SS: I would definitely agree and it shouldn’t be limited to just people of color but even within people of color you want to get different backgrounds. While Bennie and I sort of grew up similar, we have a lot of different experiences, so there’s lots of things we think differently about. All that stuff makes for building a better business because you’re able to relate to a broader set of people, as opposed to a small set of people that identify exactly with you.

What advice would you give anyone about becoming an entrepreneur?

BK: What got things off to a rough start initially with me, I relied too heavily on friendships and taking people for their word. The advice that I would give is to treat it [your business] like a business. Keep your friendships separate from your work. Obviously, you’re going to develop friendships with the people you work with, just don’t take people at their word. It’s a business and you need to hold certain people accountable for whatever they say, even if they are your friends.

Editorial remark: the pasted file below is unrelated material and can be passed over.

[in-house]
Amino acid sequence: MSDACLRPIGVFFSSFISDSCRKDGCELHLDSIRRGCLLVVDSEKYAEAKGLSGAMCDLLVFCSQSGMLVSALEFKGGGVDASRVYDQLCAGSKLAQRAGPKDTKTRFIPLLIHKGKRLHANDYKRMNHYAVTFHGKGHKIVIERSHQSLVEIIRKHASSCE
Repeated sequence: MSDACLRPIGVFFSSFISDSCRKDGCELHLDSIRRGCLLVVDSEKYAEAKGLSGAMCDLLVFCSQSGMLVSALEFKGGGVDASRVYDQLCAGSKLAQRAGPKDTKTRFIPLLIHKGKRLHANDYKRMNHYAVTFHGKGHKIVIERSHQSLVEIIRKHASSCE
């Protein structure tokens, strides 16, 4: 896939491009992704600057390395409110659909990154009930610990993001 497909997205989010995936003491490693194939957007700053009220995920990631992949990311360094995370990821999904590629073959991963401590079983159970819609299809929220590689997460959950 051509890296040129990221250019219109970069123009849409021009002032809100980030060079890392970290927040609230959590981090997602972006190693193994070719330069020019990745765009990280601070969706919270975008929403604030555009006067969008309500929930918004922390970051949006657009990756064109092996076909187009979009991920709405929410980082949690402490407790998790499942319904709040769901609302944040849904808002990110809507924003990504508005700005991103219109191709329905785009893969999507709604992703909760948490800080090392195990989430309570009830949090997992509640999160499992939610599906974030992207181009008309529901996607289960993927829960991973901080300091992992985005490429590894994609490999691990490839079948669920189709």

SS: I would say surround yourself with people who know what you don’t know. There are lots of people in the entrepreneurship community, especially in Dallas, that are here just to help and a lot of that help is free. If you get to know those people and reach out and say, ‘hey, what do you think about this?’ you can get a lot of knowledge and avoid mistakes and pitfalls by going that route, rather than trying to make those mistakes by yourself.

BK: You miss every shot you don’t take, if you feel passionate about something and you’re holding on to something that may be more secure if, at all possible, I say go for it. Take that chance. That one thing you’re passionate about may not be successful but you can take a lot of the bumps and bruises along the way and it will help you in whatever your next step in life is.

 

  • Ateanna Uriri is a journalism major at UNT and currently an editorial intern for Launch DFW. When she is not at school or interning, she works as a library associate for the Dallas Public Library and is an active blerd (Black nerd) with a love for books, particularly the graphic variety, old films and documentaries.